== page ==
In the end, the decision revolves around how you view the rebuild. The Toronto Blue Jays are a young team, and signing Smoak or Encarnacion is most likely not going to be a long term deal; a stopgap for the next few seasons to keep the team competitive while finishing the rebuild.

I personally think Smoak would be the better option.

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The platoon he would create with Tellez at first would keep the power in the lineup but still allow Tellez the opportunity to develop into a legitimate player by keeping him on the diamond or in the batter’s box almost every game (keyword being opportunity because the jury is still out on him being the future). The team is in a rebuild, and if we are truly going to embrace this philosophy, we need to keep the prospects on the field and allow them to develop and see if they are going to part of the core of players on the field moving forward. The fact Smoak is a switch hitter is also not a bad option to have in the back pocket as a designated hitter or a pinch hitter if need be.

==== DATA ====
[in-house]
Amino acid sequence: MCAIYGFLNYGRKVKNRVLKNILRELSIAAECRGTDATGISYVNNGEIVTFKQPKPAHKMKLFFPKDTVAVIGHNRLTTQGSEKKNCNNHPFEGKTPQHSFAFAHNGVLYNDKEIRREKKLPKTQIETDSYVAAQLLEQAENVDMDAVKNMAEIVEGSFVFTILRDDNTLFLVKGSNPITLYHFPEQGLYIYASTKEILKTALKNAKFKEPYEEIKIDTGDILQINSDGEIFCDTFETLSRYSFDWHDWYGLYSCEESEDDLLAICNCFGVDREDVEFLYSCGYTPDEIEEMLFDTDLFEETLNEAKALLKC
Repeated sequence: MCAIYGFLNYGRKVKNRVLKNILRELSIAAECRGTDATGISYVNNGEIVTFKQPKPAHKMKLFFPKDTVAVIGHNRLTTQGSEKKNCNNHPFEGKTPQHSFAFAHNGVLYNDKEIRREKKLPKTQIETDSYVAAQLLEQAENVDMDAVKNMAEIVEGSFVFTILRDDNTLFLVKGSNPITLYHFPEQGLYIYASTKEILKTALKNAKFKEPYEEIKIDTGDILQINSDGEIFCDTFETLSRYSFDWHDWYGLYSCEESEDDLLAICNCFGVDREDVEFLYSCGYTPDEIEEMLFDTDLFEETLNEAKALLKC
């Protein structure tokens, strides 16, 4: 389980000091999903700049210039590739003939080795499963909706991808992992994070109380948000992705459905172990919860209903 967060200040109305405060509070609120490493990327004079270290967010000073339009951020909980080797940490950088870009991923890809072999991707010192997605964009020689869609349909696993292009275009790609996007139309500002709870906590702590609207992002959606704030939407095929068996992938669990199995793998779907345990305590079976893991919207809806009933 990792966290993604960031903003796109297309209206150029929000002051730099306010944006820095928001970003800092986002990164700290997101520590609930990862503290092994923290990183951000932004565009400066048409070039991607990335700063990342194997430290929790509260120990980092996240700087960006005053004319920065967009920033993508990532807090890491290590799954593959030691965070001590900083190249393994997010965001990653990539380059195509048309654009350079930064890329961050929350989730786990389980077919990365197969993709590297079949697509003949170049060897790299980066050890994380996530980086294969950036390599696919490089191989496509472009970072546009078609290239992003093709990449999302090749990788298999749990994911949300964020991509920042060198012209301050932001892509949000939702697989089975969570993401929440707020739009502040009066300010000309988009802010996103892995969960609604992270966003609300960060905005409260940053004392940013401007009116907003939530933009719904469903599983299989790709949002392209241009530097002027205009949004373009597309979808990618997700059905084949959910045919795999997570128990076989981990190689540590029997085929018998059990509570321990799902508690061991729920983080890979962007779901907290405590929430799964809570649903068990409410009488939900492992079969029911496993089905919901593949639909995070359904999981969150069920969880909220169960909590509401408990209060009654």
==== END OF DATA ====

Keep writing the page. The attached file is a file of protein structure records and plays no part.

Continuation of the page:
I also like Smoak’s leadership and connections that he already has in the Blue Jays clubhouse, which can be a real benefit to a young organization. The way the younger players gravitate towards him creates a better clubhouse environment, which I find is important for a team that will be happy to hit the .500 mark next season.

I can also see Smoak being a cheaper option than Encarnacion, which saves the team some money but keeps power in the lineup and a consistent fielder at first base (when he does play defensively).

Regardless of what my thoughts are, there is an argument to be made that could see either one of these players return back to Toronto, as well as reasons to not bring back both players whether it be hitting ability, age, rebuilding, etc.

Next. Blue Jays: When will talks translate into signings?. dark

I leave it with you Blue Jays fans. Ross Atkins still needs an answer and he’s starting to make himself a sandwich.